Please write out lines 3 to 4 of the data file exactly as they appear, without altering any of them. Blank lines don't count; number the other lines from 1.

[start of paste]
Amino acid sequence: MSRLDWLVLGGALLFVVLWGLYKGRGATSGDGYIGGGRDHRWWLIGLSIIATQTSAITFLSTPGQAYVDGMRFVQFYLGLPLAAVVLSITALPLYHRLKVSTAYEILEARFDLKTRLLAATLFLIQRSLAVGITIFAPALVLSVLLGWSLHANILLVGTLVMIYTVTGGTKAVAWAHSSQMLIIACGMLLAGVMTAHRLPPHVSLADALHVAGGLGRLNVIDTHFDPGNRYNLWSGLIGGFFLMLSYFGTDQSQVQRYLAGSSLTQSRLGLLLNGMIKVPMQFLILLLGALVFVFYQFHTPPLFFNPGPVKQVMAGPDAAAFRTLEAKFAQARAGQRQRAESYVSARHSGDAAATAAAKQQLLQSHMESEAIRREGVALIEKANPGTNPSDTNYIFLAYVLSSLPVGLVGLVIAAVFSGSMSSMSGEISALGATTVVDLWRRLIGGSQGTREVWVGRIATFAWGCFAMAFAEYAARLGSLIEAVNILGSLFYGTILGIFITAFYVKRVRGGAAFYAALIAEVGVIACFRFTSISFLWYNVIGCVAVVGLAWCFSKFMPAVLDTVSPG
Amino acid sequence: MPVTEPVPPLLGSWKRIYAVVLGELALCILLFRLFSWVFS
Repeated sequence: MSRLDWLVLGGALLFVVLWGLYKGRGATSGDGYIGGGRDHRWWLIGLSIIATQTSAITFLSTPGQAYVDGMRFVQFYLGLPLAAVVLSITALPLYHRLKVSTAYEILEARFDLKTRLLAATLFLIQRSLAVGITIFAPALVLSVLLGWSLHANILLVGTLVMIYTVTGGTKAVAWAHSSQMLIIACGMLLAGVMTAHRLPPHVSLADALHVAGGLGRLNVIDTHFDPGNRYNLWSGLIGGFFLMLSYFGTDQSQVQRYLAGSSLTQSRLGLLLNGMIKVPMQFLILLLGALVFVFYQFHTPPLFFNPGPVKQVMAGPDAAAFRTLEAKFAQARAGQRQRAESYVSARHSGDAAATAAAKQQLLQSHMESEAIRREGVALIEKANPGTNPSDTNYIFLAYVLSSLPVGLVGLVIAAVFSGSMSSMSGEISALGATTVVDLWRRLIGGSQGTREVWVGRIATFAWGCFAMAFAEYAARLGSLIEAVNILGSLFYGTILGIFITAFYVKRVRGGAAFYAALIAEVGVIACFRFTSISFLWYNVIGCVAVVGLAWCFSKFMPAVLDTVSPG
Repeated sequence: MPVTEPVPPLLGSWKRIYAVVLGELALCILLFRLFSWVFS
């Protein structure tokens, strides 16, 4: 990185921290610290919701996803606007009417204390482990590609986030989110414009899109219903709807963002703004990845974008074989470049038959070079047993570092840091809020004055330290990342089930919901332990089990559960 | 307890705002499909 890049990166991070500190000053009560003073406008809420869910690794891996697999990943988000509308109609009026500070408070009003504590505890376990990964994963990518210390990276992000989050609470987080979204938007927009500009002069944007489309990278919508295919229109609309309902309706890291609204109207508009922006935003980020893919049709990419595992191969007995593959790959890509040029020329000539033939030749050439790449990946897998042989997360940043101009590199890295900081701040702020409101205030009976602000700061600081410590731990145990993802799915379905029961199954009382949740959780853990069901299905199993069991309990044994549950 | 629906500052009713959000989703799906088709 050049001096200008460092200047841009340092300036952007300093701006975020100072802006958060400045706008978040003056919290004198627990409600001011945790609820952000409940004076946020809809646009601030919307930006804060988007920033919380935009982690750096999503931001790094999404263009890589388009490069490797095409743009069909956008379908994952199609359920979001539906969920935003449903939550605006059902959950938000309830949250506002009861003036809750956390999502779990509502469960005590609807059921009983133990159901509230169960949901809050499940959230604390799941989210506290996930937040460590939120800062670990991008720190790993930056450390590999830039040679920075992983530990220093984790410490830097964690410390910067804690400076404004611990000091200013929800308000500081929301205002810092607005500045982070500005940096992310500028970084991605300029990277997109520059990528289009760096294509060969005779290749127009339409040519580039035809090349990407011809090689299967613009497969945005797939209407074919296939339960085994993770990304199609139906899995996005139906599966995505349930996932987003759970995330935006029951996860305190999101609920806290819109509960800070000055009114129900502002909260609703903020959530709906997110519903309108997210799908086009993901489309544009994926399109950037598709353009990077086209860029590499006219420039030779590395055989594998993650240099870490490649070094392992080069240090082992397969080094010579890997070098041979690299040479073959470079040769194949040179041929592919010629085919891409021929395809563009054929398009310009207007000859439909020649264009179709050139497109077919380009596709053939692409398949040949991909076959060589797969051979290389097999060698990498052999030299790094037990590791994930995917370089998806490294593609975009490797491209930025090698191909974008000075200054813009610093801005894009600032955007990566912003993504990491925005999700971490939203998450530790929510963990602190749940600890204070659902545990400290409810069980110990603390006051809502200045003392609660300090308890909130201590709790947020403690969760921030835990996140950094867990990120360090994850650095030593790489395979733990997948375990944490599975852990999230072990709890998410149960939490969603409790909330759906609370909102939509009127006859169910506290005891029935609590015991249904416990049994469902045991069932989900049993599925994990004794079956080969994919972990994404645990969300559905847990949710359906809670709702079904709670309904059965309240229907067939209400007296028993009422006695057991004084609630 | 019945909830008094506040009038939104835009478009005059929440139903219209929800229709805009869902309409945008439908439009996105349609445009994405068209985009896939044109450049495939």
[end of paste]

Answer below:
Repeated sequence: MSRLDWLVLGGALLFVVLWGLYKGRGATSGDGYIGGGRDHRWWLIGLSIIATQTSAITFLSTPGQAYVDGMRFVQFYLGLPLAAVVLSITALPLYHRLKVSTAYEILEARFDLKTRLLAATLFLIQRSLAVGITIFAPALVLSVLLGWSLHANILLVGTLVMIYTVTGGTKAVAWAHSSQMLIIACGMLLAGVMTAHRLPPHVSLADALHVAGGLGRLNVIDTHFDPGNRYNLWSGLIGGFFLMLSYFGTDQSQVQRYLAGSSLTQSRLGLLLNGMIKVPMQFLILLLGALVFVFYQFHTPPLFFNPGPVKQVMAGPDAAAFRTLEAKFAQARAGQRQRAESYVSARHSGDAAATAAAKQQLLQSHMESEAIRREGVALIEKANPGTNPSDTNYIFLAYVLSSLPVGLVGLVIAAVFSGSMSSMSGEISALGATTVVDLWRRLIGGSQGTREVWVGRIATFAWGCFAMAFAEYAARLGSLIEAVNILGSLFYGTILGIFITAFYVKRVRGGAAFYAALIAEVGVIACFRFTSISFLWYNVIGCVAVVGLAWCFSKFMPAVLDTVSPG
Repeated sequence: MPVTEPVPPLLGSWKRIYAVVLGELALCILLFRLFSWVFS